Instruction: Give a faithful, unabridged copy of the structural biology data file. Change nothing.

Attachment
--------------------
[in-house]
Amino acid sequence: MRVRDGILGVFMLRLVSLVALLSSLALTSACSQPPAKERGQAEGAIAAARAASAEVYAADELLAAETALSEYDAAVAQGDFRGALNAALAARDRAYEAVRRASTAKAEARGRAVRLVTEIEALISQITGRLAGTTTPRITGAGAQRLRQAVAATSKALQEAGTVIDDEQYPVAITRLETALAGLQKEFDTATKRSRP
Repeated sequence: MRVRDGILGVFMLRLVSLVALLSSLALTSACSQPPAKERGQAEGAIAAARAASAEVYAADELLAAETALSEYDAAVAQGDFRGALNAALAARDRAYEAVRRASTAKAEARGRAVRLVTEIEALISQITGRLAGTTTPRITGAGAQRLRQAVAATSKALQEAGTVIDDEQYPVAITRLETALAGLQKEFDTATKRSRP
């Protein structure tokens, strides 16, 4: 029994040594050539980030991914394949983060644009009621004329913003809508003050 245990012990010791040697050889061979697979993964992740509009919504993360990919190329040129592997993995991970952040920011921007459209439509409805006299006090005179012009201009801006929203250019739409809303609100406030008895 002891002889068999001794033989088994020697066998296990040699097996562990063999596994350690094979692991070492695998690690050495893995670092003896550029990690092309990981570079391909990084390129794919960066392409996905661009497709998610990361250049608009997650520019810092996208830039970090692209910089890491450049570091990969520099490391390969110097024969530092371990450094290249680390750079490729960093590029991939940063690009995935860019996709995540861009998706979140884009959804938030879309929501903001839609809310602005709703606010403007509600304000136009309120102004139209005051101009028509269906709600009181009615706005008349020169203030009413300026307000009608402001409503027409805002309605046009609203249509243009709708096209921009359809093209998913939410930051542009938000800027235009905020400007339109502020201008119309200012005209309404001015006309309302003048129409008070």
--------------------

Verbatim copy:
[in-house]
Amino acid sequence: MRVRDGILGVFMLRLVSLVALLSSLALTSACSQPPAKERGQAEGAIAAARAASAEVYAADELLAAETALSEYDAAVAQGDFRGALNAALAARDRAYEAVRRASTAKAEARGRAVRLVTEIEALISQITGRLAGTTTPRITGAGAQRLRQAVAATSKALQEAGTVIDDEQYPVAITRLETALAGLQKEFDTATKRSRP
Repeated sequence: MRVRDGILGVFMLRLVSLVALLSSLALTSACSQPPAKERGQAEGAIAAARAASAEVYAADELLAAETALSEYDAAVAQGDFRGALNAALAARDRAYEAVRRASTAKAEARGRAVRLVTEIEALISQITGRLAGTTTPRITGAGAQRLRQAVAATSKALQEAGTVIDDEQYPVAITRLETALAGLQKEFDTATKRSRP
């Protein structure tokens, strides 16, 4: 029994040594050539980030991914394949983060644009009621004329913003809508003050 245990012990010791040697050889061979697979993964992740509009919504993360990919190329040129592997993995991970952040920011921007459209439509409805006299006090005179012009201009801006929203250019739409809303609100406030008895 002891002889068999001794033989088994020697066998296990040699097996562990063999596994350690094979692991070492695998690690050495893995670092003896550029990690092309990981570079391909990084390129794919960066392409996905661009497709998610990361250049608009997650520019810092996208830039970090692209910089890491450049570091990969520099490391390969110097024969530092371990450094290249680390750079490729960093590029991939940063690009995935860019996709995540861009998706979140884009959804938030879309929501903001839609809310602005709703606010403007509600304000136009309120102004139209005051101009028509269906709600009181009615706005008349020169203030009413300026307000009608402001409503027409805002309605046009609203249509243009709708096209921009359809093209998913939410930051542009938000800027235009905020400007339109502020201008119309200012005209309404001015006309309302003048129409008070």